I would like to put a tile surround 18" up around a tub. I have discovered that that while the walls are vertical, the floor is not level. Indeed one end of the bathroom is 2 inches higher than the other, if my black and decker laser level is to be believed. (Hmm. Check that.)

In a couple places the drywall has cracked, so the room has moved since the was drywalled 30 years ago.

I have visions of tiles (6" ceramic) popping of the wall if the house continues to shift.

I'm consdiering hanging a sheet of something by 2 screw at the top edge, with a couple washers behind the sheet as spaces, then using a dollop of silicon seal at the bottom edge. The spacers at the top allow for a reasonable thickness, and attaching tile to the sheet.

The idea is that this sheet is now decoupled from the house movement and can in essence float.

Is this workable?

  • Your 30yo house has settled so much that the bathroom is 2" out of level? Aside from working some tile, you need to figure out what happened to cause that, and ensure it's not continuing to get worse. Any solution for a finish like tile will only last if the underlying structure is under control. Commented Feb 21, 2017 at 19:00
  • I don't know that the house is still moving, hence the idea of mounting tile on a subassembly that is only tied solidly at two points to the house. This wing of the house is roughly 40 feet square. The centre beam that divides the space in two, is supported on blobs of concrete. In essence they rest on a 4 foot diameter 15" high cowpie of concrete, with shims to level. First approximation these two blobs have settled, so this whole wing is dish shaped. Commented Feb 21, 2017 at 19:08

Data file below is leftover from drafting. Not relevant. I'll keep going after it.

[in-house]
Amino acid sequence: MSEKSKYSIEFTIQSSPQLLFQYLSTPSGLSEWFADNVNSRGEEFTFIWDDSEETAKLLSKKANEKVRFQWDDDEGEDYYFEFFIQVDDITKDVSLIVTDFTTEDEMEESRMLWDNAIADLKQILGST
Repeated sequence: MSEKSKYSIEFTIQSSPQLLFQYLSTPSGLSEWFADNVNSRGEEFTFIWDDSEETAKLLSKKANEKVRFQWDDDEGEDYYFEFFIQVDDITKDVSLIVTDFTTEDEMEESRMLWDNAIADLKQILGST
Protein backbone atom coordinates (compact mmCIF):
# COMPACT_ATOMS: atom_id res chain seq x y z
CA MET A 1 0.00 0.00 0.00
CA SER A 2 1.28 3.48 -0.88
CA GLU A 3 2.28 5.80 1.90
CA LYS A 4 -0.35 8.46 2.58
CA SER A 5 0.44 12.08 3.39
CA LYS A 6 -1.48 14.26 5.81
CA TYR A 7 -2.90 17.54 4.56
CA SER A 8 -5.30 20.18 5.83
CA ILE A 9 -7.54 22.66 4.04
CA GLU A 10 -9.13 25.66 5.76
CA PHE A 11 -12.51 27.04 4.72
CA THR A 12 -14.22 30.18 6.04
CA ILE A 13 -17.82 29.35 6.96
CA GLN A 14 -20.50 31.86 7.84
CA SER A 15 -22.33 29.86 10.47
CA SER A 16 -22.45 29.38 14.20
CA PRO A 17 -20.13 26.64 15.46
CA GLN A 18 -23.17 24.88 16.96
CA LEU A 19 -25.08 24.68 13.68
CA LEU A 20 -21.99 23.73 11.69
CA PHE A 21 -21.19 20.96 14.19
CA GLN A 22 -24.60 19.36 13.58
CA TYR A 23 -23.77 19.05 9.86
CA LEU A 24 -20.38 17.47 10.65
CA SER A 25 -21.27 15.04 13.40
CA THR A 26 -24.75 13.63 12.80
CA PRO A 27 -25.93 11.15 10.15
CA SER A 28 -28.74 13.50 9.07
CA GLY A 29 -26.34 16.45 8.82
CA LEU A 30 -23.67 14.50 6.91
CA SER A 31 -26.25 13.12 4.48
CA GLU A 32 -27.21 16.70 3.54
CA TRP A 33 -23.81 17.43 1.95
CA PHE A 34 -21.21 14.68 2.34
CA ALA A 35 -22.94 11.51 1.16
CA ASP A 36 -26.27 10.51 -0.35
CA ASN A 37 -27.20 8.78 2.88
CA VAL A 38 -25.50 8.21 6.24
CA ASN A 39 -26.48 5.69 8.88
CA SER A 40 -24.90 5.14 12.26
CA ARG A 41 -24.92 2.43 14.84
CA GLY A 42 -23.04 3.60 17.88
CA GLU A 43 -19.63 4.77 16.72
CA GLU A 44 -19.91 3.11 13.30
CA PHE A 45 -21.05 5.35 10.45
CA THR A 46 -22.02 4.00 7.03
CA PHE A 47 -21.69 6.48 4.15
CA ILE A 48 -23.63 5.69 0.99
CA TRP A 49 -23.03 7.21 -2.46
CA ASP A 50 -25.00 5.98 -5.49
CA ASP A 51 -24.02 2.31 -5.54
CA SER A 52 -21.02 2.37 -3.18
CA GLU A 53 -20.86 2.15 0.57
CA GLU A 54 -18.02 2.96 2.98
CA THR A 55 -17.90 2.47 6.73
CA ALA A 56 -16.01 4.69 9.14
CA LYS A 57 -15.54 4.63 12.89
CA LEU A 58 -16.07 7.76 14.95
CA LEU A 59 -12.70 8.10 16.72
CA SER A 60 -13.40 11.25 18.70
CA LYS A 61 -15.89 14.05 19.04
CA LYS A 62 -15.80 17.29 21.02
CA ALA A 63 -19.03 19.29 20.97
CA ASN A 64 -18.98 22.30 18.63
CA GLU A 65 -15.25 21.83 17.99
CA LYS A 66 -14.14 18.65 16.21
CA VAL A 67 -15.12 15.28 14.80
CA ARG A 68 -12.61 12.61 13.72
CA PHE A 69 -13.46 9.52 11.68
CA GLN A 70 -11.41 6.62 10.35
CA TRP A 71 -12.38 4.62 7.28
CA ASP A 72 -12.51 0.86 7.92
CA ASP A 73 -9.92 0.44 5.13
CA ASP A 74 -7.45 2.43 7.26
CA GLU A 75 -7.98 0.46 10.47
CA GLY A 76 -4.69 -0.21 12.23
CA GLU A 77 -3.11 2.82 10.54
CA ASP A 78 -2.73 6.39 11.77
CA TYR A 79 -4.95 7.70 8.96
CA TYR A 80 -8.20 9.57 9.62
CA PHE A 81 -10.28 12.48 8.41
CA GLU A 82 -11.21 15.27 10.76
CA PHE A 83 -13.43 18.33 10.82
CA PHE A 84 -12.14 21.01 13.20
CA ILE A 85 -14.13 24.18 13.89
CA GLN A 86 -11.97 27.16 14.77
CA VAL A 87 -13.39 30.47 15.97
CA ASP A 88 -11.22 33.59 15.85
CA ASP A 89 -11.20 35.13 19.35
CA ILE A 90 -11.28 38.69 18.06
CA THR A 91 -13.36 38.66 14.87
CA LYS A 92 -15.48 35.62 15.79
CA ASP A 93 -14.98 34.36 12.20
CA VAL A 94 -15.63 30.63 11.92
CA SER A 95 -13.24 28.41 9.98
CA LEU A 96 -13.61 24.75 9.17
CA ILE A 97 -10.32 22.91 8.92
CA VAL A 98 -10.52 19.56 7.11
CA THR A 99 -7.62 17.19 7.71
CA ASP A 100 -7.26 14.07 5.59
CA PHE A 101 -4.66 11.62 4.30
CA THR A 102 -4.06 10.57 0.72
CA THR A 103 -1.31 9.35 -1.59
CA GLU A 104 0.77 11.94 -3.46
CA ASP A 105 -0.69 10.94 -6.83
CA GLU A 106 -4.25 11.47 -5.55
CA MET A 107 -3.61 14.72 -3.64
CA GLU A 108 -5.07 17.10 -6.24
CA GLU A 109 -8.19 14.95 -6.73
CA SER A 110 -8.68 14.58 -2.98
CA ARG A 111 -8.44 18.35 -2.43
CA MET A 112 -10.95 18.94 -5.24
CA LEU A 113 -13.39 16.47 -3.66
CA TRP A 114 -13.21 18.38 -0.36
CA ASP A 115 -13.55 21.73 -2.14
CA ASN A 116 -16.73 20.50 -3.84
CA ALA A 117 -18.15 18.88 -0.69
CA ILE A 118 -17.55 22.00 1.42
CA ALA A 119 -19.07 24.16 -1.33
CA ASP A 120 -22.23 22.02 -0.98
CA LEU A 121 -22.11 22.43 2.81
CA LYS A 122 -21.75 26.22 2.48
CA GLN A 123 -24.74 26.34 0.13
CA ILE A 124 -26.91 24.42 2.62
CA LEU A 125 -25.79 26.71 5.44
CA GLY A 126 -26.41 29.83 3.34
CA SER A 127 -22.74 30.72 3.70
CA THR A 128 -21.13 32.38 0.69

• If it's not moving any more, a standard installation on cement board should be fine. Silicone at corners is standard practice with any tiled walls as the corners tend to flex more and crack grout. Commented Feb 21, 2017 at 19:13
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    P.S. You wrote "I have discovered that that while the walls are vertical, the floor is not." Pretty sure you left out a word at the end there -- otherwise, yeah, that's the point of floors! Commented Feb 21, 2017 at 19:14
  • Added the word level. <grin> Question is, I don't KNOW that it's not moving. Not exactly amenable to timing with a stop watch. Commented Feb 21, 2017 at 19:36

1 Answer 1


When installing tile, use Flexbond mortar and admix instead of water. This mortar with the admix creates a very strong chemical bond in the mortar and then equally strong mechanical bond to the hardibacker board.

This combo is designed to install tile over wood or other flooring that might have "flex." Very effective installation wherever mild instability is a concern.

  • Thanks for info about flexbond. However I think what is needed is a material that rather than being solid, actual will 'creep' with motion. I think the Flexbond, from it's name does this. Commented Feb 23, 2017 at 19:01

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